‘If I wasn’t arrested I wouldn’t have realised I was being abused’
‘I would definitely recommend. People were not judgemental, very understanding, patient and helpful’
Prison sentences and criminal justice proceedings can have a devastating and disproportionate impact on female offenders. Many of whom are mothers, are simultaneously victims of crime, or are facing multiple challenges in their lives; such as mental health problems or homelessness.
We believe that many of the solutions to women’s offending lie outside of the criminal justice system and that partnership working is crucial.
Stepping Stones is pleased to be working with Bedfordshire Police this year to pilot a YouTurn funded Women’s Police Custody Diversion Scheme. This aims to divert women who have committed typically one off low level offences out of the criminal justice system and in to support at Stepping Stones. The scheme encourages and empowers offenders to take responsibility for their actions and provides support to improve their lives. Both of which aim to reduce their risk of re-offending.
Here we speak to our Women’s Diversion Scheme lead practitioner Emma about her experiences working on the project:
How do women feel when they first walk through the door? Does the fact that they’ve been referred by the police make a difference?
I know that it can be really hard walking through the doors at Stepping stones for the first time. Women who have been referred as part of the scheme have told me they feel scared and guilty. Many say they are ashamed of what they’ve done.
At the beginning of the programme we did wonder if the partnership with the Police would make a difference to women’s engagement. The women often tell us they didn’t know what to expect when they first come to see us and some even wondered if we could arrest them! But on the first appointment they get to meet us and find out more about the scheme and how we can support them. Generally clients leave the first appointment feeling more at ease.
What kinds of support do you offer a woman that’s been referred in to the programme?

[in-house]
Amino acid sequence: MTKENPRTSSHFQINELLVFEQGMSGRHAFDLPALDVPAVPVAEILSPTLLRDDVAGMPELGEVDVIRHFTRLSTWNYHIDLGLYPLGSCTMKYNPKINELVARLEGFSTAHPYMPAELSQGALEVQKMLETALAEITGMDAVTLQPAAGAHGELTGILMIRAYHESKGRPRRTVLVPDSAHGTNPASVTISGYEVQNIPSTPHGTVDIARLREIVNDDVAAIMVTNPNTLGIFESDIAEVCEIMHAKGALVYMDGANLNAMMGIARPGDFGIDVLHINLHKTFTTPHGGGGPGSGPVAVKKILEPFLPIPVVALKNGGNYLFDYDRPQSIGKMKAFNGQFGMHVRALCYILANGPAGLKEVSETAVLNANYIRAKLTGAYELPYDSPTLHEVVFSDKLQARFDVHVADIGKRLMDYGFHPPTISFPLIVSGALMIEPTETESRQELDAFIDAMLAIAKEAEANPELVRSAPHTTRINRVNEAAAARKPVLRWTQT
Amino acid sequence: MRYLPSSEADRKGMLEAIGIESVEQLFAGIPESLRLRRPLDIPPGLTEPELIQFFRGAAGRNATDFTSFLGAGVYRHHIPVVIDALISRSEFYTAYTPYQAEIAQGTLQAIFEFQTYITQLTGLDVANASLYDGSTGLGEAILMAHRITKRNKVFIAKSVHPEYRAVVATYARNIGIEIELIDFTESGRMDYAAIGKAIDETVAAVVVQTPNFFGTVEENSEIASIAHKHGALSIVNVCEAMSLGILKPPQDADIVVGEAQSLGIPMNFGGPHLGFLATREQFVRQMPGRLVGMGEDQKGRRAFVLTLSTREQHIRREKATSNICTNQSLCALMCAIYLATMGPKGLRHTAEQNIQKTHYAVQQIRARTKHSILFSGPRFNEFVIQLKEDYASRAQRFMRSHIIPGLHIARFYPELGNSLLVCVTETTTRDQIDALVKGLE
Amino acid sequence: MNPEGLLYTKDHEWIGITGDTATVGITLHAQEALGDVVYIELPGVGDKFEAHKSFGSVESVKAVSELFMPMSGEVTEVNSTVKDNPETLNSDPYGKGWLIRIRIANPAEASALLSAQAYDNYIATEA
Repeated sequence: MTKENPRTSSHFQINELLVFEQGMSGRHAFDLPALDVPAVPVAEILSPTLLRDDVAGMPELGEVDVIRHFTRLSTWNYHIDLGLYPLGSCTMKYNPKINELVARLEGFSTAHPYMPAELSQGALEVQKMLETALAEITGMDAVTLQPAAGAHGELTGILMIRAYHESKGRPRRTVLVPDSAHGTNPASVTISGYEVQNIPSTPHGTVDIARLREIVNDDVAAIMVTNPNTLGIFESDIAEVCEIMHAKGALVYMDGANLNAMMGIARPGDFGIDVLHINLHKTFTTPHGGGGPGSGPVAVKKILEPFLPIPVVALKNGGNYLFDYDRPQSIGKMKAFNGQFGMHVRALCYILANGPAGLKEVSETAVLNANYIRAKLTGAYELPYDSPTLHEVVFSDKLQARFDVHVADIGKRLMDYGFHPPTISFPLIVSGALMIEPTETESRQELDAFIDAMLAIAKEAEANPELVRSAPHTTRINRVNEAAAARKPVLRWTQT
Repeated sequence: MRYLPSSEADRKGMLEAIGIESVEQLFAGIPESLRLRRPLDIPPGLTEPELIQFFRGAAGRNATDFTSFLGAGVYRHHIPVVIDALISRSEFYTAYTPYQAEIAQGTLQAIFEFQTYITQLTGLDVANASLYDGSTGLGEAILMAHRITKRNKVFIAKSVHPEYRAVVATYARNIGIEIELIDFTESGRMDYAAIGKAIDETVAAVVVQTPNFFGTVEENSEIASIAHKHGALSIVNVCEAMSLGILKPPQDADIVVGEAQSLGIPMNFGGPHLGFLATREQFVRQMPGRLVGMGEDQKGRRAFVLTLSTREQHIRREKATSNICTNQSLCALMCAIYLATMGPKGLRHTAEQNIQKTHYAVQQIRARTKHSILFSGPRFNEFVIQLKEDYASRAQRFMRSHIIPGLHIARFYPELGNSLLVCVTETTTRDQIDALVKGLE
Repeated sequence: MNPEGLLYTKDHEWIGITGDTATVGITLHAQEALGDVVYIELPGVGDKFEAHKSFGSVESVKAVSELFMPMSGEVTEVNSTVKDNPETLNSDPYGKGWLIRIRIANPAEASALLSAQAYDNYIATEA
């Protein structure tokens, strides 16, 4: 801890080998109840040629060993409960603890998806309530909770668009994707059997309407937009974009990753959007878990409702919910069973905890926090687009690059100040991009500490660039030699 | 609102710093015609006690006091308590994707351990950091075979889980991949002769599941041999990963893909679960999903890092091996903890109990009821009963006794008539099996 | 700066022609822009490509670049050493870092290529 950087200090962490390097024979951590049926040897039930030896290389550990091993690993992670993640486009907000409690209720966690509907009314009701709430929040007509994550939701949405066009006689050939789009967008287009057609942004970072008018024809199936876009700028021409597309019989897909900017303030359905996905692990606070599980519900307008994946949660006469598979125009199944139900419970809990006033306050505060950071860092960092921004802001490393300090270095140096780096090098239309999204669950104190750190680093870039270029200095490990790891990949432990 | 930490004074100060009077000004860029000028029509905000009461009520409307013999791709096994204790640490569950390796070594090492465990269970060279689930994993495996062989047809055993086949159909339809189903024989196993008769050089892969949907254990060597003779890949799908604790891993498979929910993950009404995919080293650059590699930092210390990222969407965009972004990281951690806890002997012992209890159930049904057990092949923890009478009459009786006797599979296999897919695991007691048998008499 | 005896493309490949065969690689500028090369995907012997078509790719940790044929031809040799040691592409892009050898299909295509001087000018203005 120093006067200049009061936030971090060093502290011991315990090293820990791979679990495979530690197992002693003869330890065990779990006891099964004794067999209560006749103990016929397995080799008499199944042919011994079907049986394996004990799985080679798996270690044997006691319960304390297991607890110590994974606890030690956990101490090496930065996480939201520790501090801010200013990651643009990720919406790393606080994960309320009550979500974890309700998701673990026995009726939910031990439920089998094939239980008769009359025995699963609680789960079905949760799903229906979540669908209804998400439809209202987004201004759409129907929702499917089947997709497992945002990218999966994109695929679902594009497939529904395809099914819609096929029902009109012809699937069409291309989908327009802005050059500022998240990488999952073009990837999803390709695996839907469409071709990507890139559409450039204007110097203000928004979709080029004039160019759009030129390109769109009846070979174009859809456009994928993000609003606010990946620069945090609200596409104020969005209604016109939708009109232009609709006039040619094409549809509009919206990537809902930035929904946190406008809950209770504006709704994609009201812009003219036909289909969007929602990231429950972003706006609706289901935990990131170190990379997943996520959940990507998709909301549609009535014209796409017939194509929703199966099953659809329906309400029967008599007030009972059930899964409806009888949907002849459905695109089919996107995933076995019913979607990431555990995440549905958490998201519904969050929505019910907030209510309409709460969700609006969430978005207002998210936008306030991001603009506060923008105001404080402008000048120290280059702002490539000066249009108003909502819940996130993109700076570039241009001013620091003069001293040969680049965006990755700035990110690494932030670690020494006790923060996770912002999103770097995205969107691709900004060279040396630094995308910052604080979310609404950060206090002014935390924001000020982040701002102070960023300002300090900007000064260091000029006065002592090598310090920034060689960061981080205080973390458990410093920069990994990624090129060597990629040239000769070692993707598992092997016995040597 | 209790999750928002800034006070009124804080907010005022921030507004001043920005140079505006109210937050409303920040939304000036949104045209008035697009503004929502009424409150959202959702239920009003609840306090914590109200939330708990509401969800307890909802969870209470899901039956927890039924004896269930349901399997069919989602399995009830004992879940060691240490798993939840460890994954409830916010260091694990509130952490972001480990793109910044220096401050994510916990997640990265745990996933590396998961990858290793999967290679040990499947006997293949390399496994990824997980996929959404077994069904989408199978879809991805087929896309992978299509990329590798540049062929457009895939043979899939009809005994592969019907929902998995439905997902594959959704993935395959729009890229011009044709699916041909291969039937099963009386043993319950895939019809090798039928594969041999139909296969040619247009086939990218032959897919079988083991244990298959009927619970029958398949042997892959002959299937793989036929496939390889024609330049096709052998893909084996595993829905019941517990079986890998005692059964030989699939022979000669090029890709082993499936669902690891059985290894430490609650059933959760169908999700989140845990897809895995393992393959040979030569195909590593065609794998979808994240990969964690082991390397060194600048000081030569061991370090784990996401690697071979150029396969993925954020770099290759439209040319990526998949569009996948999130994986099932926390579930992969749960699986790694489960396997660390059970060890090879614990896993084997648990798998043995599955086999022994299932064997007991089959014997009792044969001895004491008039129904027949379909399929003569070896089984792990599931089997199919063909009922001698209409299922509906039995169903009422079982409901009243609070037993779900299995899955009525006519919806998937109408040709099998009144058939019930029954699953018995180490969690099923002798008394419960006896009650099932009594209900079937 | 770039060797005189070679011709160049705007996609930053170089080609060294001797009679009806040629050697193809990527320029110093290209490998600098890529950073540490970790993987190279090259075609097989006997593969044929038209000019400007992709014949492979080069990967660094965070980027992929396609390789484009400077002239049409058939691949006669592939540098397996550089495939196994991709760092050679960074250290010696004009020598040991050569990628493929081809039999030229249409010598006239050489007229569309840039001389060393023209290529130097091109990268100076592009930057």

Every women’s needs are different – every women is unique. So that’s quite hard to answer. In the first appointment we discuss where the woman is in her life, the factors that influenced the offence that led to the referral and what changes the woman would like to make. And we work from there.
We provide holistic support across a range of areas including abuse, accommodation, drugs and alcohol, mental health, finance and debt, attitudes thinking and behaviour, education training and employment. We also support and advocate for women in their contact with other organisations or family/friends.
To give you an example, Laura was referred in to us after she was arrested for shoplifting. She told us that her and her son were living in a friend’s garage with no heating, kitchen or bathroom. Laura was very proud, but it was clear she was living in extreme property. Laura had left her old flat because she couldn’t afford the rent and when I met her she couldn’t afford to take her son to school or to eat more than once a day.
The WDS project provided support by:
- Advocating for Laura at the council regarding her accommodation and supporting her to secure a bed-sit
- Arranging a food bank voucher
- Providing donated clothes for Laura and her son
- Covering the costs of getting Laura and her son to school until he was transferred closer to home
- Helping to furnish Laura’s flat thanks to furniture donations made to our charity
Laura quickly secured paid employment. A job she was unlikely to have got if she had received a criminal conviction, rather than than a referral to this project. We helped Laura to make sure she was then able to claim the appropriate welfare benefits to top up her salary and make sure she started work with the correct tax code. Laura is a clever, skilled lady whose life had taken a wrong turn. I don’t think she would have proactively sought our support, but when it was offered she welcomed it with open arms and still pops in to let us know how she is doing.
How do you deal with women who don’t attend their appointments or find it more difficult to engage?
When women don’t attend the appointment made they get 2 more appointments offered. If they still do not attend then Stepping stones will take it back to the police and the women are required to answer their original bail date.
I will say again every women is unique and we will always do what we can to make sure our support best meets the needs of the client. If we feel it would benefit both the client and the community to meet them somewhere else or change how we work, then we will do – as long as it’s risk assessed as safe.
What’s been the best thing about the pilot scheme?
Working with clients that would not necessary walk through our doors but need support in their life. Even if it is only for the three sessions.
I’ve always been aware that one choice/mistake can change you and change the path ahead of you. So knowing we are giving women a chance to seek help and an opportunity to move forward on a more positive path makes me feel we are helping the women and community we live in.